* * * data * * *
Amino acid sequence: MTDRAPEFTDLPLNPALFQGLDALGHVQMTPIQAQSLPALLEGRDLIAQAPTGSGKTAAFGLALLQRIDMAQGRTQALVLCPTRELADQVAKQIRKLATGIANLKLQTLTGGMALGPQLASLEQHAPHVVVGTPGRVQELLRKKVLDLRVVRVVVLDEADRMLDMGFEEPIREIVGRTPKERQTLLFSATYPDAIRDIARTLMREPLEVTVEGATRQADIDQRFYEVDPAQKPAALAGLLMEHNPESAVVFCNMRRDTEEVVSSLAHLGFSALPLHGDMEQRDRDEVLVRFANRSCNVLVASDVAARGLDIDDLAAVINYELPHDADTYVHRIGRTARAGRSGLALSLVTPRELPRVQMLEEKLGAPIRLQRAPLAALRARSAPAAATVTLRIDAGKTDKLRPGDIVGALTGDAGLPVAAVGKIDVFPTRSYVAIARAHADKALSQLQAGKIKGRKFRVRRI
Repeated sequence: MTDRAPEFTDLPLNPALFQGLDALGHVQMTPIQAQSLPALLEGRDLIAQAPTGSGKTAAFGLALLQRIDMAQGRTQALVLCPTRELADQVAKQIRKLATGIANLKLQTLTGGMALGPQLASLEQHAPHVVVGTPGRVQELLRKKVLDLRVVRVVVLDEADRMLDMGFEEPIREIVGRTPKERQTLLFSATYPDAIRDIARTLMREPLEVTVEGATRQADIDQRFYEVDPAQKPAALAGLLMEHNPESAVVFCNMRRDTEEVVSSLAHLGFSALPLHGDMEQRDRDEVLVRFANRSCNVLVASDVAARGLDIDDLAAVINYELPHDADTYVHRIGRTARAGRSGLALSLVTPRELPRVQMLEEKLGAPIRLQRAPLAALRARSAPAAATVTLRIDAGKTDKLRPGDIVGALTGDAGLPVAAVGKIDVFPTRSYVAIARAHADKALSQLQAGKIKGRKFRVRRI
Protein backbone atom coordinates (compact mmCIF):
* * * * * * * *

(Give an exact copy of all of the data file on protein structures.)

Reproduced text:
Amino acid sequence: MTDRAPEFTDLPLNPALFQGLDALGHVQMTPIQAQSLPALLEGRDLIAQAPTGSGKTAAFGLALLQRIDMAQGRTQALVLCPTRELADQVAKQIRKLATGIANLKLQTLTGGMALGPQLASLEQHAPHVVVGTPGRVQELLRKKVLDLRVVRVVVLDEADRMLDMGFEEPIREIVGRTPKERQTLLFSATYPDAIRDIARTLMREPLEVTVEGATRQADIDQRFYEVDPAQKPAALAGLLMEHNPESAVVFCNMRRDTEEVVSSLAHLGFSALPLHGDMEQRDRDEVLVRFANRSCNVLVASDVAARGLDIDDLAAVINYELPHDADTYVHRIGRTARAGRSGLALSLVTPRELPRVQMLEEKLGAPIRLQRAPLAALRARSAPAAATVTLRIDAGKTDKLRPGDIVGALTGDAGLPVAAVGKIDVFPTRSYVAIARAHADKALSQLQAGKIKGRKFRVRRI
Repeated sequence: MTDRAPEFTDLPLNPALFQGLDALGHVQMTPIQAQSLPALLEGRDLIAQAPTGSGKTAAFGLALLQRIDMAQGRTQALVLCPTRELADQVAKQIRKLATGIANLKLQTLTGGMALGPQLASLEQHAPHVVVGTPGRVQELLRKKVLDLRVVRVVVLDEADRMLDMGFEEPIREIVGRTPKERQTLLFSATYPDAIRDIARTLMREPLEVTVEGATRQADIDQRFYEVDPAQKPAALAGLLMEHNPESAVVFCNMRRDTEEVVSSLAHLGFSALPLHGDMEQRDRDEVLVRFANRSCNVLVASDVAARGLDIDDLAAVINYELPHDADTYVHRIGRTARAGRSGLALSLVTPRELPRVQMLEEKLGAPIRLQRAPLAALRARSAPAAATVTLRIDAGKTDKLRPGDIVGALTGDAGLPVAAVGKIDVFPTRSYVAIARAHADKALSQLQAGKIKGRKFRVRRI
Protein backbone atom coordinates (compact mmCIF):